In another incident in Kaduna, two policemen were killed when their police station at Kakangi village, Birnin Gwari Local Government Area of Kaduna State was attacked. The gunmen also attacked Kakangi Village in Birnin Gwari. It was gathered that the bandits descended on the village and started shooting into the air before torching some houses. Scores were said to have been killed, although the exact figure could not be ascertained.
A community source comfirmed the incident. It was gathered that the gunmen arrived the community on motorbikes around 5a.m., and began shooting sporadically. A resident of the community, who did not want to be named said the suspected bandits, who were armed with AK-47, killed two other persons. Those who sustained injuries in the attack have reportedly been taken to the hospital for treatment. Yakubu Sabo, the state police public relations officer, while confirming the incident said: “Combined teams of PMF Personnel, conventional Police and Vigilante were quickly mobilized to the village to engaged the bandits in fierce gun duel and successfully repelled the attack. Our gallant men gunned down three of the bandits and several others escaped into the bush with bullet wounds. “However, two of our men paid the supreme sacrifice during the intense gun duel with the bandits. One Inspector Aliyu Mohammed and Sergeant Rabiu Abubakar both attached to Randagi Division, while Sgt Ibrahim Nasir along with six civilians were injured and are now receiving treatment at the General Hospital B/Gwari.” He said Ahmad Abdurrahman, the state commissioner of police, while condemning the attack and assured members of the public that the command will fish out the culprits.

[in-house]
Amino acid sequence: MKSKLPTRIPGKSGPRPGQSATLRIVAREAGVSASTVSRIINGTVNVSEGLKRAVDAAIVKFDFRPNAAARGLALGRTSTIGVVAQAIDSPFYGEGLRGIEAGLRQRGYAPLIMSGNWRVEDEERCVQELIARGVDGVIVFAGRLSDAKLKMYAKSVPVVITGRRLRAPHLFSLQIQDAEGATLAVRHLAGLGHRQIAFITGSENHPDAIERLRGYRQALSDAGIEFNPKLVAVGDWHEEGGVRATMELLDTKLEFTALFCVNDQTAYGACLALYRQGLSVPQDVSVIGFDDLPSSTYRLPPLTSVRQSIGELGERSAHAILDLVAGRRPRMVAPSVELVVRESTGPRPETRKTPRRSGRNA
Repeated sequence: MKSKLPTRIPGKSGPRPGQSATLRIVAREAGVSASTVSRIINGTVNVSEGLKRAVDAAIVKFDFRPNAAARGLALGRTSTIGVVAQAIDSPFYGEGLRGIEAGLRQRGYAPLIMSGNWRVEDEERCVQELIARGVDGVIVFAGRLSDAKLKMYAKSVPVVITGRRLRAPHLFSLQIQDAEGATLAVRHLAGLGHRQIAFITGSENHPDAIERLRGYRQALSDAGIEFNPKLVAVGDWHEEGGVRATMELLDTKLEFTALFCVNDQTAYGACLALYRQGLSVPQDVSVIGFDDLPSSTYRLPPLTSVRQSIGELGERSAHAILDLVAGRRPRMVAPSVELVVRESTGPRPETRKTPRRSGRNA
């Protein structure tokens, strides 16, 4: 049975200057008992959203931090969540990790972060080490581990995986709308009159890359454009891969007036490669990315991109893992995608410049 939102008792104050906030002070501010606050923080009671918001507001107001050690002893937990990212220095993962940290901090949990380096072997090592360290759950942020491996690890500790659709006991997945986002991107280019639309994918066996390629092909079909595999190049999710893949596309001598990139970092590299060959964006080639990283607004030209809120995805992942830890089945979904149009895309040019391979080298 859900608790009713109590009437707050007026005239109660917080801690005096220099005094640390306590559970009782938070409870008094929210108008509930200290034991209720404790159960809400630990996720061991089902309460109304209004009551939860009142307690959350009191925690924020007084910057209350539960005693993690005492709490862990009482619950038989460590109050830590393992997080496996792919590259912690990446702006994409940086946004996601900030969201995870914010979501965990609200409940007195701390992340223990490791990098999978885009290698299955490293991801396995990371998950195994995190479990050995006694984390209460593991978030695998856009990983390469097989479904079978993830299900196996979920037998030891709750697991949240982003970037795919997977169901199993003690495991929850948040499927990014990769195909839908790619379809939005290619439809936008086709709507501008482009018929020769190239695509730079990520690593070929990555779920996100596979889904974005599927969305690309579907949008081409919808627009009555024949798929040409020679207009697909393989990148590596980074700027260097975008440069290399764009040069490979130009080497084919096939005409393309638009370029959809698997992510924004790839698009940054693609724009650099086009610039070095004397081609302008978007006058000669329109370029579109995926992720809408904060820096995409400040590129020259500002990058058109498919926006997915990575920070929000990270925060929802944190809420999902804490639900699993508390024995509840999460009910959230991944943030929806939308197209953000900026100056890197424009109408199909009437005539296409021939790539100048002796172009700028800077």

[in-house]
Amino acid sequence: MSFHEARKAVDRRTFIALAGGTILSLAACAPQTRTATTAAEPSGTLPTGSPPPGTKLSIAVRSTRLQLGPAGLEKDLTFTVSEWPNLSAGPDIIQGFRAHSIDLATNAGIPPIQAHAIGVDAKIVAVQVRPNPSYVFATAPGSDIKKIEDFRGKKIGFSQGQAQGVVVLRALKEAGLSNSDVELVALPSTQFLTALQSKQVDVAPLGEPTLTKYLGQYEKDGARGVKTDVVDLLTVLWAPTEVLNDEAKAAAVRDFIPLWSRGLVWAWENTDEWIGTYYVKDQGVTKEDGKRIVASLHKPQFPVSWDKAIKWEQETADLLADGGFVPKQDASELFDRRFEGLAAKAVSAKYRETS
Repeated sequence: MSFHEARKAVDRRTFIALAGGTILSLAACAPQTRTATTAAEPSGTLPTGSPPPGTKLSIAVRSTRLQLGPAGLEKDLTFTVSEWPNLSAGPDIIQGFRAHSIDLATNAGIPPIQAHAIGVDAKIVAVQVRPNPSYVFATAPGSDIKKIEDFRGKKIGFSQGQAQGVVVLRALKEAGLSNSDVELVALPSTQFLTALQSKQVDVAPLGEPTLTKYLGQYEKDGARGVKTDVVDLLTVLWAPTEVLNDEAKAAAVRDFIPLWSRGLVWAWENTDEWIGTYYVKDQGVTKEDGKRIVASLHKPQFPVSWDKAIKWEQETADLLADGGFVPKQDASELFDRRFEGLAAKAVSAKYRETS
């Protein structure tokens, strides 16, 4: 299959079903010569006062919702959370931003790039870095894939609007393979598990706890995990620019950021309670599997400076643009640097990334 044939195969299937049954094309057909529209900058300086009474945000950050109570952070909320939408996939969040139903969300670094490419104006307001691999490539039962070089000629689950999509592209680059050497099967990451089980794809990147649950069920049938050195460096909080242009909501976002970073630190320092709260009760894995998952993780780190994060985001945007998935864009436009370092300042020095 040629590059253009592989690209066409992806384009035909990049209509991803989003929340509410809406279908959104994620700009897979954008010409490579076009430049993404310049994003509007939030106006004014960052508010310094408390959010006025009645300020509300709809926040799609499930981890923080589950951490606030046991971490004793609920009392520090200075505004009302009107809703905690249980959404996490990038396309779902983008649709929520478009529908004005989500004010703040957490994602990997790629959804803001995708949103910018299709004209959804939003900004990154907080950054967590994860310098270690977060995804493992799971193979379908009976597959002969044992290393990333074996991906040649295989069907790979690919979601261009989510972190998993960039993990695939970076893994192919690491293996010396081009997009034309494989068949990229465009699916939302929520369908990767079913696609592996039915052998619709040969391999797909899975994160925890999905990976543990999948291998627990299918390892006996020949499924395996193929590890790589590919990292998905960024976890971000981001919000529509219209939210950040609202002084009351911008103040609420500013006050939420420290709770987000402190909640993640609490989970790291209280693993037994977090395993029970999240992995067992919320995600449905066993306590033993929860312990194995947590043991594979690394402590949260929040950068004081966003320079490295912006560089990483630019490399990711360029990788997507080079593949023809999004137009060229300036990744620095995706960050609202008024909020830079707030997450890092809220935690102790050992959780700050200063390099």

In Anambra State, suspected herdsmen had at the weekend stormed a farm settlement at Mmiata Anam, Anambra West Local Government of the state, killing six persons and inflicted severe wounds on 30 others. One of the victims said: “The herdsmen stormed the Agweopia Farm Settlement Camp and Iyinkolo Farm Settlement Camp, respectively, around 5.40a.m., on Friday, killed people and burnt houses and raped women and escaped before information reached the people in the community.” According to the victim, who was lucky to escape, “Before people of the area knew what was going on, the herdsmen had killed six people, leaving about 30 people with different degrees of injuries.”